The respected English jurist of the 1960s, H.L.A. Hart, observed that "Natural law has ... not always been associated with belief in a Divine Governor or Lawgiver of the universe, and even when it has been, its characteristic tenets have not been logically dependent on that belief." He added that "the continued reassertion of some form of natural law doctrine is due in part to the fact that its appeal is independent of both divine and human authority, and to the fact that ... it contains certain elementary truths of importance for the understanding of both morality and law."

Russell Hittinger does not accept this secular view, which leaves open the possibility that positive law can, in some circumstances, override natural law; but rather adopts Thomas Aquinas' view that natural law precedes and overrides all positive law.

He argues that the founders of the American republic, in drafting its Constitution and founding laws, were convinced that there was a "higher law", a set of moral absolutes which lie above every law and custom, and are universally true.

He shows how this idea was undermined in the 19th century, particularly in the case of Dred Scott v Sandford, which effectively interpreted the Fugitive Slave Act of 1850 to mean that a slave was not a "citizen", but "property, to be used in subserviency to the interests, the convenience, or the will, of his owner", and "without social, civil, or political rights."

Contemporary issues

In the 20th century, judgments have reduced the "higher law" to little more than a rhetorical point to justify the personal preferences of Supreme Court justices.

He applies this to a range of contemporary issues in American law, including the US Supreme Court's decision in Planned Parenthood v Casey, dealing with whether states can make abortion a criminal offence, and Washington v Glucksberg (1997) which dealt with physician-assisted suicide.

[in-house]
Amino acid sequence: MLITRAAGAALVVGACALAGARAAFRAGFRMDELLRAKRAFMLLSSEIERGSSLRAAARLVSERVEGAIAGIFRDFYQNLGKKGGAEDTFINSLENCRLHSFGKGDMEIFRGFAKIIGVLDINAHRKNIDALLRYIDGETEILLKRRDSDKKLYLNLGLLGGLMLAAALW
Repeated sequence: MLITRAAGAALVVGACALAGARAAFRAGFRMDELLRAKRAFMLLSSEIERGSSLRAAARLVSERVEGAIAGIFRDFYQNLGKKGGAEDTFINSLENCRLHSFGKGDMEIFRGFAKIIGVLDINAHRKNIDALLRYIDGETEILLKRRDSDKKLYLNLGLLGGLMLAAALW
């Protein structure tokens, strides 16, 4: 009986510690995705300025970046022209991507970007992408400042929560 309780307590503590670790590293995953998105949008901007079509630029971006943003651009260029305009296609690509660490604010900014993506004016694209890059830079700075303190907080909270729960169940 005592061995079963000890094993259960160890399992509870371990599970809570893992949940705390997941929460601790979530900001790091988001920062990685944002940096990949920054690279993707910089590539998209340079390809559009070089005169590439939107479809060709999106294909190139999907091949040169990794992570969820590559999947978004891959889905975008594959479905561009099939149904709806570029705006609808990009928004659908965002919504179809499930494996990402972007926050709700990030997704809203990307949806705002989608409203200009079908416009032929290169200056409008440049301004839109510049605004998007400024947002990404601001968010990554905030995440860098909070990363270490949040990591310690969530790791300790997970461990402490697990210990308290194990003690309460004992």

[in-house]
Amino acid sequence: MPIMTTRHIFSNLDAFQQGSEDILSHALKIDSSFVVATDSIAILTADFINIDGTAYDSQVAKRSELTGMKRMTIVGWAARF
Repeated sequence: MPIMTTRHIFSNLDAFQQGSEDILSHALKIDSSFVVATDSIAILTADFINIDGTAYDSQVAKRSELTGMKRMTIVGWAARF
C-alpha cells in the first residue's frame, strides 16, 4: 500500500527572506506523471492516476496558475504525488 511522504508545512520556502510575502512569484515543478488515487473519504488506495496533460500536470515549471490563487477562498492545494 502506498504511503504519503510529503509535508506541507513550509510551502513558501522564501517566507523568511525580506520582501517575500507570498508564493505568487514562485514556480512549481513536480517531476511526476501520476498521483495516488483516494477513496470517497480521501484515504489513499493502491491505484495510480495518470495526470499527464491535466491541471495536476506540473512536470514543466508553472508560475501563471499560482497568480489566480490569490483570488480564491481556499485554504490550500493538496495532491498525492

This, he points out, has created a "soft despotism of the law", unrestrained by any ultimate principle: a crisis of legitimacy in the law.

Hittinger's solution is based on the application of Thomas Aquinas' exposition of natural law. A weakness here is that it has never been accepted by Protestants, let alone by non-Christians, and has been widely (and unfairly) criticised by many Catholic theologians since the 1960s, principally because it underpinned the Church's teaching on contraception, from which they dissented.

Nevertheless, Hittinger argues that "contrary to simplistic views of either conservatives or progressives in our legal culture, our exposition of Aquinas' position showed that one can at once hold a robust theory of natural law, constrain the adjudicative office to the written law, and recognise that judges will from time to time need to search out the moral intent of laws in order to assist their completion in individual cases."

This book is worthy of careful study. Its attractive layout is marred by the fact that the Index has not been compiled from the author's final draft, and is therefore out by up to five pages.

Peter Westmore is National President of the NCC and publisher of 'AD2000'.

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Reprinted from AD2000 Vol 16 No 3 (April 2003), p. 16